Behind the Scenes of ‘The Correspondence’

Video from

This slideshow requires JavaScript.

Video screencaps…




Jeremy Irons Reads ‘Old Possum’s Book of Practical Cats’

Airing on Christmas Day 2015, Jeremy Irons read from TS Eliot’s Old Possum’s Book of Practical Cats, on BBC Radio 4.

Click below to listen to Part 1:

Click below to listen to Part 2:

Screen Shot 2015-12-14 at 12.31.25 PM

Text from the BBC:

On Christmas Day 1937 , nearly two years before book publication, five of T.S Eliot’s Practical Cats poems were broadcast as readings by Geoffrey Tandy on BBC Radio . The Radio Times wrote’ For some time past Mr Eliot has been amusing and instructing the offspring of some of his friends in verse on the subject of cats. These poems are not the kind that have been usually associated with his name’.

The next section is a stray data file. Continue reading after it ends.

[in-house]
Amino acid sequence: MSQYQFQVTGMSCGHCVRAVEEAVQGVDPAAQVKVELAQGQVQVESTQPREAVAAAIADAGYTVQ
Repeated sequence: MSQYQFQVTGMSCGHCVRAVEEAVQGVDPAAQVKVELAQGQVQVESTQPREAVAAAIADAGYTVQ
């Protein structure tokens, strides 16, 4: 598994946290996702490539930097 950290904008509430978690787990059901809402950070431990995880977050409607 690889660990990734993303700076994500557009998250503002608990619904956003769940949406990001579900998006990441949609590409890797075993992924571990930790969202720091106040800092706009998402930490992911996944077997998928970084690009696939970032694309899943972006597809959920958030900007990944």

Over 75 years later, one of our greatest actors, Oscar- winning Jeremy Irons re-visits the original five poems along with the further ten which make up the Old Possum’s Book of Practical Cats .

In this treat for Christmas day you will find familiar much-loved characters including Growltiger, Mungojerrie , Rumpleteaser, Old Deutoronomy, Mr Mistoffelees, Macavity Gus and Skimbleshanks . These are cats who are notorious , lurk in shadows, baffle Scotland yard, dance by the light of the moon and who must not be woken . They are found on trains, in the theatre, in the high street. They juggle, sleep, conjure, are curious and bore but they all show another side of one of our most important British poets .